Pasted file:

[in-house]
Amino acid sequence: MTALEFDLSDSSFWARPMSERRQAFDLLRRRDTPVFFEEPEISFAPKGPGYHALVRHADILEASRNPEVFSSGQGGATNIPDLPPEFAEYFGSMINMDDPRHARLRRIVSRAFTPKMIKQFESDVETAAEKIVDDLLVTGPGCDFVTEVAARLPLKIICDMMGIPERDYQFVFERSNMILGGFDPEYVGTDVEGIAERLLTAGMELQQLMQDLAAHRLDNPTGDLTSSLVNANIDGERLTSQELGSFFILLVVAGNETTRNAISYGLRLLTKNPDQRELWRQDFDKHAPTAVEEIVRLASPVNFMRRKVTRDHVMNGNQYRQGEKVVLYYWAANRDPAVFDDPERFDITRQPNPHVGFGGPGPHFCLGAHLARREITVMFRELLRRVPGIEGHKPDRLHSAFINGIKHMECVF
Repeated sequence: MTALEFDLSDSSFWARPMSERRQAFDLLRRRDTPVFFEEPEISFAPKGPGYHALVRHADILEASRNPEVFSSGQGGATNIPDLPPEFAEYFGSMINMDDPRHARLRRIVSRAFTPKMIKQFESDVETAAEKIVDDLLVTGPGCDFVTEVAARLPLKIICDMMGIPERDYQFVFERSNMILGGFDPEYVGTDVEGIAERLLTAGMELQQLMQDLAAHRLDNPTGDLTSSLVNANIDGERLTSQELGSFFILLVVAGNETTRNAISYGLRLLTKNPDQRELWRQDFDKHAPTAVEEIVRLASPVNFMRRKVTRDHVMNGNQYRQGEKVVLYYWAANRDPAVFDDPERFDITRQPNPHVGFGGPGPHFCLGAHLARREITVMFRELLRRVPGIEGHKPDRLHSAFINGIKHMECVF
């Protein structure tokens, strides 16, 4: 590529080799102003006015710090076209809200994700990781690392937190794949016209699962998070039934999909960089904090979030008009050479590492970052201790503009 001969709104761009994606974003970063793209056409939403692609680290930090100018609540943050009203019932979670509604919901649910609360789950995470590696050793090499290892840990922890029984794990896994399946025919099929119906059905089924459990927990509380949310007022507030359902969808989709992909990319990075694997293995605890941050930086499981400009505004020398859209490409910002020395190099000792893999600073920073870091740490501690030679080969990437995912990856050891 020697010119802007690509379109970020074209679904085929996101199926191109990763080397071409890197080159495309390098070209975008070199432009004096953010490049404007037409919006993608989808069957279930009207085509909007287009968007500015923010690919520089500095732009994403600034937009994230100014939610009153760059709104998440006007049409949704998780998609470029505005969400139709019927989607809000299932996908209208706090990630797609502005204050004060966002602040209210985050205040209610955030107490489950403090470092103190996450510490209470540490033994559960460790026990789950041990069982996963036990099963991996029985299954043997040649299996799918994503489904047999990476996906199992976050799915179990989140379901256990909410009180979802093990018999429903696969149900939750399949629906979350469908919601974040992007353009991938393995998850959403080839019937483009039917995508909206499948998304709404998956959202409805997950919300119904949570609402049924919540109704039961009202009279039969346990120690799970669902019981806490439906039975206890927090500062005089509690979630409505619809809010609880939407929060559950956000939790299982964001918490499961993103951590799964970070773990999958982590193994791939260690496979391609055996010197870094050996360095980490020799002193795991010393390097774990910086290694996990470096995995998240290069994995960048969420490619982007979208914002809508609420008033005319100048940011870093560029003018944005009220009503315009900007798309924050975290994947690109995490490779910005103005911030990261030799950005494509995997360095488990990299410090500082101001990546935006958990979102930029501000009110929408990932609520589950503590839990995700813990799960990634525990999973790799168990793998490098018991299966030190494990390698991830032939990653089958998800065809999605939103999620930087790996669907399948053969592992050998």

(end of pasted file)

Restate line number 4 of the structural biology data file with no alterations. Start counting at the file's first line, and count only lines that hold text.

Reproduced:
């Protein structure tokens, strides 16, 4: 590529080799102003006015710090076209809200994700990781690392937190794949016209699962998070039934999909960089904090979030008009050479590492970052201790503009 001969709104761009994606974003970063793209056409939403692609680290930090100018609540943050009203019932979670509604919901649910609360789950995470590696050793090499290892840990922890029984794990896994399946025919099929119906059905089924459990927990509380949310007022507030359902969808989709992909990319990075694997293995605890941050930086499981400009505004020398859209490409910002020395190099000792893999600073920073870091740490501690030679080969990437995912990856050891 020697010119802007690509379109970020074209679904085929996101199926191109990763080397071409890197080159495309390098070209975008070199432009004096953010490049404007037409919006993608989808069957279930009207085509909007287009968007500015923010690919520089500095732009994403600034937009994230100014939610009153760059709104998440006007049409949704998780998609470029505005969400139709019927989607809000299932996908209208706090990630797609502005204050004060966002602040209210985050205040209610955030107490489950403090470092103190996450510490209470540490033994559960460790026990789950041990069982996963036990099963991996029985299954043997040649299996799918994503489904047999990476996906199992976050799915179990989140379901256990909410009180979802093990018999429903696969149900939750399949629906979350469908919601974040992007353009991938393995998850959403080839019937483009039917995508909206499948998304709404998956959202409805997950919300119904949570609402049924919540109704039961009202009279039969346990120690799970669902019981806490439906039975206890927090500062005089509690979630409505619809809010609880939407929060559950956000939790299982964001918490499961993103951590799964970070773990999958982590193994791939260690496979391609055996010197870094050996360095980490020799002193795991010393390097774990910086290694996990470096995995998240290069994995960048969420490619982007979208914002809508609420008033005319100048940011870093560029003018944005009220009503315009900007798309924050975290994947690109995490490779910005103005911030990261030799950005494509995997360095488990990299410090500082101001990546935006958990979102930029501000009110929408990932609520589950503590839990995700813990799960990634525990999973790799168990793998490098018991299966030190494990390698991830032939990653089958998800065809999605939103999620930087790996669907399948053969592992050998």